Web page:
late-selection model of attention
a model of attention that proposes that selection of stimuli for final processing does not occur until after the information in the message has been analzyed for its meaning
levels of processing (LOP)
part of levels of processing theory satets that there are different depths of processing that can be achieved information is being ecoded.
levels of processing theory
the idea that memory depends on how information is encoded with better memory being achieved when processing is deep than when processing is shallow. Deep processing involves attention to meaning and is associated with elaborative rehearsal. Shallow processing involves repetition with little attention to meaning and is associated with maintainance rehearsal
life-narrative hypothesis
an explanation for the reminiscence bump, which states that memories are beteer for adolescents and early adulthood because people assume their life identities duirng that time
lifetime periods
as proposed by conway, events in a persons life that span many years.
location-based attention
models of attention that propose that attention operates on what ever stimuli are at a particular location. This contrasts with object based attention in which attention is focused on a particular object.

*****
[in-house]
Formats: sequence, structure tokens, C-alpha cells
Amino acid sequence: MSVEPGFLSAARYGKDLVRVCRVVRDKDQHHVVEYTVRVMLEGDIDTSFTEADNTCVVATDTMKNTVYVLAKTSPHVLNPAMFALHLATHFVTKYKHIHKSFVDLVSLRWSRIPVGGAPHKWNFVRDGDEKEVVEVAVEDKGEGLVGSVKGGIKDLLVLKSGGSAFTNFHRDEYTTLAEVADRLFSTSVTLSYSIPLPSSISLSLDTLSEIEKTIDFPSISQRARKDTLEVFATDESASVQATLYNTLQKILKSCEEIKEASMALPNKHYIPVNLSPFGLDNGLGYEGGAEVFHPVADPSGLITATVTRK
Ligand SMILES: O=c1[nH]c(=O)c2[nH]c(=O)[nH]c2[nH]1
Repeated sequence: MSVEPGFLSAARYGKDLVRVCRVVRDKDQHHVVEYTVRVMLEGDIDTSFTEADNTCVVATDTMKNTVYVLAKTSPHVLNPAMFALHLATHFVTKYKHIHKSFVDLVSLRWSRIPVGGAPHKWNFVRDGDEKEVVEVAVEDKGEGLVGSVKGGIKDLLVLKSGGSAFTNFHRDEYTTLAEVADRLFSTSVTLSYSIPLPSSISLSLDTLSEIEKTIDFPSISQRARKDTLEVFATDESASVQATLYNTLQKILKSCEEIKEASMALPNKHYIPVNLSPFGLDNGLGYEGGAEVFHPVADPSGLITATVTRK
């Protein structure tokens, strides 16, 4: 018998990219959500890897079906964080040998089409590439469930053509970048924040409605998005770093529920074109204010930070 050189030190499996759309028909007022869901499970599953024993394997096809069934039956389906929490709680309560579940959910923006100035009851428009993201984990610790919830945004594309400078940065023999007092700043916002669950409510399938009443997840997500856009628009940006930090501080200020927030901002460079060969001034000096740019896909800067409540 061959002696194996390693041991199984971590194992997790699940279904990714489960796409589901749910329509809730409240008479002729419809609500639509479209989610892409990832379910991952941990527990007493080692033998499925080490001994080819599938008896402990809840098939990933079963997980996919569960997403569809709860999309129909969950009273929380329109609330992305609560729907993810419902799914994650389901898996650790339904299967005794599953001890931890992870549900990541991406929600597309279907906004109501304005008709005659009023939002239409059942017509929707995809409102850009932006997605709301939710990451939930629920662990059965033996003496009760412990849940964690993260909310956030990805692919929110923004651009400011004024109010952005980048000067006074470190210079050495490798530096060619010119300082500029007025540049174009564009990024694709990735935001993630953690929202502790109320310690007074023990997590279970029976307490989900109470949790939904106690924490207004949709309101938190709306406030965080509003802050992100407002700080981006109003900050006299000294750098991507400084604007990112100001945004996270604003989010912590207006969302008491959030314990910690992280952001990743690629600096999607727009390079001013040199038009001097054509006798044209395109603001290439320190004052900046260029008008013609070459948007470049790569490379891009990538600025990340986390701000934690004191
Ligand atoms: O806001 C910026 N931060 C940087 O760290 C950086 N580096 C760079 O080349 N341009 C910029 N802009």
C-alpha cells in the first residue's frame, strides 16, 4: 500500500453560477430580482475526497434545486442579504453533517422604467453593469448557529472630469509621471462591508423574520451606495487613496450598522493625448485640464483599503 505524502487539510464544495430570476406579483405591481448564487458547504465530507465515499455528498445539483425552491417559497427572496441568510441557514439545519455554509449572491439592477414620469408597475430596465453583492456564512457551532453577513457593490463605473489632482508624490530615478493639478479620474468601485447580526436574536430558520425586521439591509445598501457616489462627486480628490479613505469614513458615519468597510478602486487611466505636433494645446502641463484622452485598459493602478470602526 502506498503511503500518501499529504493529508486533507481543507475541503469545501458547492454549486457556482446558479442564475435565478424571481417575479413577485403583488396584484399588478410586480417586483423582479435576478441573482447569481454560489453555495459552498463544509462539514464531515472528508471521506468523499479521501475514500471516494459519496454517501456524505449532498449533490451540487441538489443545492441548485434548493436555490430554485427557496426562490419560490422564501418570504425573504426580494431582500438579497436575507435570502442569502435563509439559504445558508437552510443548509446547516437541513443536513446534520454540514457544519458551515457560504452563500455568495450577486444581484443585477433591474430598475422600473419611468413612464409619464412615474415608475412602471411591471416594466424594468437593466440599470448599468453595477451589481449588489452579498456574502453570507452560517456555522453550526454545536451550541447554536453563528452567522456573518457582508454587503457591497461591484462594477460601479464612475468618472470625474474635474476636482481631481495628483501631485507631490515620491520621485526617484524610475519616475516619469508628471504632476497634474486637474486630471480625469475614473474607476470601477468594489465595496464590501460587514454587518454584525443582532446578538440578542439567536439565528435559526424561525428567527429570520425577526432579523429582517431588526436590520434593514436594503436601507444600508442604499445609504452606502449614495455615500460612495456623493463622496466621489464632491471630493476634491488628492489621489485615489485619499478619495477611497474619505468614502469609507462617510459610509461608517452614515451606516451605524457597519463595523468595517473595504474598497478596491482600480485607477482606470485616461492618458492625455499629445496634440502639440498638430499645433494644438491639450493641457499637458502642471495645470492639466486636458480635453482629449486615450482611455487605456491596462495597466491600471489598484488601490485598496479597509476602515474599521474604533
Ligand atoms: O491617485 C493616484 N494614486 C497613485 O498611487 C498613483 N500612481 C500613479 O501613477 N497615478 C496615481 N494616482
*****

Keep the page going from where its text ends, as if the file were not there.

long term potentiation (LTP)
the increased firing that occurs in a postsynaptic neuron due to prior activity at the synapse
maintenance rehearsal
rehearsal that involves repetition without any consideration of meaning or making connections to other information
medial temporal lobe (MTL)
an area in the temporal lobe that consists of the hippocampus and a number of surrounding structures. Damage to the MTL causes problems in forming new long term memories
memory consolidation
strengthening of the neural information representing a memory over time.
memory impairment hypothesis
the explanation of the misinformation effect that states that misleading postevent information impairs of replaces post event information impairs of replaces the memories that were formed during the original experiencing of an event.
misinformation effect
occurs when misleading information presented after a person witnesses an event can change how that person describes the event later